"In the case of medical diagnostics, there is a cost associated with each medical procedure that provides additional information (blood test, x-ray, etc.)."
Should that end with "etc.).", "etc)." or "etc.)"?
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You are correct in this item from your example:
(blood test, x-ray, etc.).
The two marks of punctuation are actually different; the period following "etc" marks an abbreviation, and the period following the closing parenthesis is terminal punctuation. Each mark is doing a different job, so you need both of them.
Here's another example that arises frequently:
The tarantula crawled into the sleeping bag ... unnoticed.
In this case, the three periods are marks of ellipsis, here serving to create a dramatic pause. But, when the marks of ellipsis fall at the end of a sentence, you still require closing punctuation:
The surgeon raised the scalpel and leaned forward ....
Since c is not the last letter of cetera, you need a full stop after it (at least in formal situations). British usage is to put this before the bracket in all cases, though I believe American differs sometimes. And though, logically, you would need another full stop to end the sentence, I've never seen it used (probably to avoid ending with ?etc..)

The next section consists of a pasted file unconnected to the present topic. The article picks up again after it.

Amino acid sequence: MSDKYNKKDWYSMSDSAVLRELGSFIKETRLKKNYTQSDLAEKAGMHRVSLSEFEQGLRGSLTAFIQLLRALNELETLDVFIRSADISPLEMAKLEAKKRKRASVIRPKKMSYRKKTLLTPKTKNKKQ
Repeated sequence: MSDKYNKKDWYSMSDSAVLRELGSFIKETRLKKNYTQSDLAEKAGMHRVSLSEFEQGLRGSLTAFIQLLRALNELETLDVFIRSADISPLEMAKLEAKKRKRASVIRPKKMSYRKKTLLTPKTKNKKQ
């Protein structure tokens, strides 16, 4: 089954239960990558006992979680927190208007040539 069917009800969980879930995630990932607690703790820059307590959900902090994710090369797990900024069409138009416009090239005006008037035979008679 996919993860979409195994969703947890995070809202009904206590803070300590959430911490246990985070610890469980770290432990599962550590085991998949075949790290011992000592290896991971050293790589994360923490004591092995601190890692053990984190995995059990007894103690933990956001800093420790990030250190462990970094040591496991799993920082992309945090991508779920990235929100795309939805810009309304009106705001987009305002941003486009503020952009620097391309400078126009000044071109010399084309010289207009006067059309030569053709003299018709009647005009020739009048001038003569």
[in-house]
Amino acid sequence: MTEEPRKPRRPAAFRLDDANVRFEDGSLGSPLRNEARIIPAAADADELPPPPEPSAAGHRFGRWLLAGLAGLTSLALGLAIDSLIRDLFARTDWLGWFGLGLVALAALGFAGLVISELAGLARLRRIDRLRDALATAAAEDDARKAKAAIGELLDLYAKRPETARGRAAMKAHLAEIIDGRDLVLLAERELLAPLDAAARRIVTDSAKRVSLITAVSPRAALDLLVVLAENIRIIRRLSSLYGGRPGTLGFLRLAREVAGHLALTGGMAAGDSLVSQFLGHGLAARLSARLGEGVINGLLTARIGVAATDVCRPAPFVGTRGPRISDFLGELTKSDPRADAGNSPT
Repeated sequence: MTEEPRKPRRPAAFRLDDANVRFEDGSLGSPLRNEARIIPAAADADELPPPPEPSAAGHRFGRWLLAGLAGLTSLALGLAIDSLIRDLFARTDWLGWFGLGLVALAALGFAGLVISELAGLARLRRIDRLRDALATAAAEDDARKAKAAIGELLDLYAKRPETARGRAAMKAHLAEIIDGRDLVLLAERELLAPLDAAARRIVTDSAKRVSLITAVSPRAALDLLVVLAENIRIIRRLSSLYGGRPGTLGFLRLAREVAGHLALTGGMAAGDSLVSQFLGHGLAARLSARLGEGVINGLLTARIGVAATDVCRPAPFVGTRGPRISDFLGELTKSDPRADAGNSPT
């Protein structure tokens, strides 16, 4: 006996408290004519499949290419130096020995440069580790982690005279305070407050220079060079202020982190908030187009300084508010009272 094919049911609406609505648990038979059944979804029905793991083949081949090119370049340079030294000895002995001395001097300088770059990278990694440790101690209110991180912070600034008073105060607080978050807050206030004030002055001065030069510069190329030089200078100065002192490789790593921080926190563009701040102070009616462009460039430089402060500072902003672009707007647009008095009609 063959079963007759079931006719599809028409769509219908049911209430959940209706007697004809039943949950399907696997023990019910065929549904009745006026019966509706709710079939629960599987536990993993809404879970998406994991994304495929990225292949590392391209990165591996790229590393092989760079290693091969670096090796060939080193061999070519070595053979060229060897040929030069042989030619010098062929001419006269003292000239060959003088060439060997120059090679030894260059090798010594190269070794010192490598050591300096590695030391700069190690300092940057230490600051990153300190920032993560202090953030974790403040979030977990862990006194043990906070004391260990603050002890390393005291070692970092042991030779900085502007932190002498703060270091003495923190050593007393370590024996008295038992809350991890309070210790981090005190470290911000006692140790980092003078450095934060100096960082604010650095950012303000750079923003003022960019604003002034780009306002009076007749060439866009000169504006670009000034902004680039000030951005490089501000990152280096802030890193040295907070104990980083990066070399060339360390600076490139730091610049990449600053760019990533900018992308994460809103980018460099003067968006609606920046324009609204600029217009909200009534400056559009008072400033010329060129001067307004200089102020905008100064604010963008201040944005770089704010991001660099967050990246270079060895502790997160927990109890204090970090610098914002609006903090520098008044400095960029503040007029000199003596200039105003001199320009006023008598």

So go with the third alternative, "...x-ray, etc.)"
There's an increasing tendency not to add a period after "etc", so if OP were to adopt that convention the problem would obviously go away. But you can't just drop the period in that one context unless you're happy to discard it everywhere else - consistency is more important than which particular usage you adopt.
If OP doesn't want to always write "etc" without a period, I suggest he should drop the period after the bracket. Many people are happy to let a sentence end with just a closing bracket, if it's immediately preceded by a period, exclamation mark, or question mark.
Haing said that, ending a sentence with "etc.)." doesn't seem particularly unacceptable to me. Unfortunately it's difficult to search for usage figures involving these characters, so I can't produce any evidence to show what people normally write. All I can say is it's a matter of style, not absolute rules of grammar.